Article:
Who: European Parliament
When: 14 April 2016
Law stated as at: 19 May 2015
The EU has adopted new rules on the protection of trade secrets, in the form of the Trade Secrets Directive (the “Directive”). MarketingLaw has previously reported on the likely impacts of the Directive, which Member States will have now have two years to implement into their own national laws.
A European Parliament press release on the Directive stated that “The rules will introduce an EU-wide definition of trade secrets and oblige member states to ensure that victims of the misuse of trade secrets will be able to defend their rights in court and seek compensation. The agreed text also lays down rules on the protection of confidential information during litigation.”
What are trade secrets?
According to the directive, to qualify as a trade secret, the information in question must be kept confidential and must derive economic value from being kept confidential. Article 2 of the Trade Secrets Directive defines a trade secret as information which:
(a) is secret in the sense that it is not, as a body or in the precise configuration and assembly of its components, generally known among or readily accessibly to persons within the circles that normally deal with the kind of information in question;
(b) has commercial value because it is a secret; and
(c) has been subject to reasonable steps under the circumstances, by the person lawfully in control of the information, to keep it secret.
This definition is wide – in particular, there is no requirement for the information in question to be novel or unique. As such, the Directive would be likely to provide protection to a party which shares its information, beyond the scope of the protection afforded under other intellectual property regimes. The Directive will not prevent use of information by anyone who has been licensed the trade secret. However, a party will be caught by the Directive if they unlawfully acquire, use or disclose a trade secret.
The wide definition of trade secrets could be of benefit to a party sharing marketing techniques, databases of customer contacts or other brand-specific information and knowhow with another party, for instance a marketing agency. The receiving party would not be able to use or share such information if this is part of a dishonest commercial practice. Clearly, for any party which receives another party’s information, there is now a restriction on the way that the information can be commoditised or disclosed to others.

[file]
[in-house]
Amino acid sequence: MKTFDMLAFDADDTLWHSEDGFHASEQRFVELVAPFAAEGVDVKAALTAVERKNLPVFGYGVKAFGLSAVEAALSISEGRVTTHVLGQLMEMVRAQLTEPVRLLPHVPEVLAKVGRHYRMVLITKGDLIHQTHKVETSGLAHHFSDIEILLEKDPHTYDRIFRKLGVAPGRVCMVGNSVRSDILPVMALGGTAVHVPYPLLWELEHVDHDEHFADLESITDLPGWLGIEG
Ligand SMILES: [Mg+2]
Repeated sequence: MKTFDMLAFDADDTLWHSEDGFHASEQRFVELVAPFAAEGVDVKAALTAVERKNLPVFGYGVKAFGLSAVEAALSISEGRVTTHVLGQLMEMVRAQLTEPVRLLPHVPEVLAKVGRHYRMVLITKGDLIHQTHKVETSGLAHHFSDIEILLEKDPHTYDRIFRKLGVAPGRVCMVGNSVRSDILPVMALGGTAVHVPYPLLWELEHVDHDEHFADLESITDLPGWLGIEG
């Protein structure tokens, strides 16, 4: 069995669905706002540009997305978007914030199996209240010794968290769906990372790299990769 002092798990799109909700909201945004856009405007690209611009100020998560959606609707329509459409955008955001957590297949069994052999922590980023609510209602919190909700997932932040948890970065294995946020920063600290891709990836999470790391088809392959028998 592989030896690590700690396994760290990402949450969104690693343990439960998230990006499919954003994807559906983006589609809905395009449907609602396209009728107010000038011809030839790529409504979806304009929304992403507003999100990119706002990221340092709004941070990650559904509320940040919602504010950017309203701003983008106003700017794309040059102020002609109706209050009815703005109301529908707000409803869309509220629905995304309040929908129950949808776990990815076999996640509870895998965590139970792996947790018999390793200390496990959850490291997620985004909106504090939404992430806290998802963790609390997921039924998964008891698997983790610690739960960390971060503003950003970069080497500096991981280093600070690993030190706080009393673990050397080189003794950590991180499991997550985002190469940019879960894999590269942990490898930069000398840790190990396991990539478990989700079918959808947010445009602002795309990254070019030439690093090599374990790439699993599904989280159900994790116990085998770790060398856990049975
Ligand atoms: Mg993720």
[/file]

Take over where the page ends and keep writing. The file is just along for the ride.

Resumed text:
What are the remedies?
In terms of remedies for the party looking to enforce the Directive, it allows for injunctions, damages measured as lost profits, account of profits, or a reasonable royalty for the use of the trade secret use. The Directive also allows Member States to implement wider protection measures as long as the remedies set out in the Directive are covered.
Why this matters:
The Directive is good news for brands which have knowhow or techniques which were previously at risk of being disclosed or copied by others. Now, any party which acquired such information, or to which such information is disclosed, cannot take undue or dishonest advantage of the information. However, companies which assist others with marketing and which receive information must consider whether this information constitutes a trade secret, as the impact of the Directive being engaged could restrict the onward use of the information received.
It will only be after the Directive has been implemented in Member States and litigation has occurred as to the scope of trade secrets definition that we will know for sure how widely the Directive will be applied. In the meantime, however, it is worth noting that the Directive will not eliminate the need for confidentiality agreements. It is still preferable for any exchange of valuable information to be documented contractually and for tightly-defined confidentiality obligations to be imposed on the receiving party so as to provide scope for a claim of breach of contract in the event that the receiving party discloses information contrary to the contract.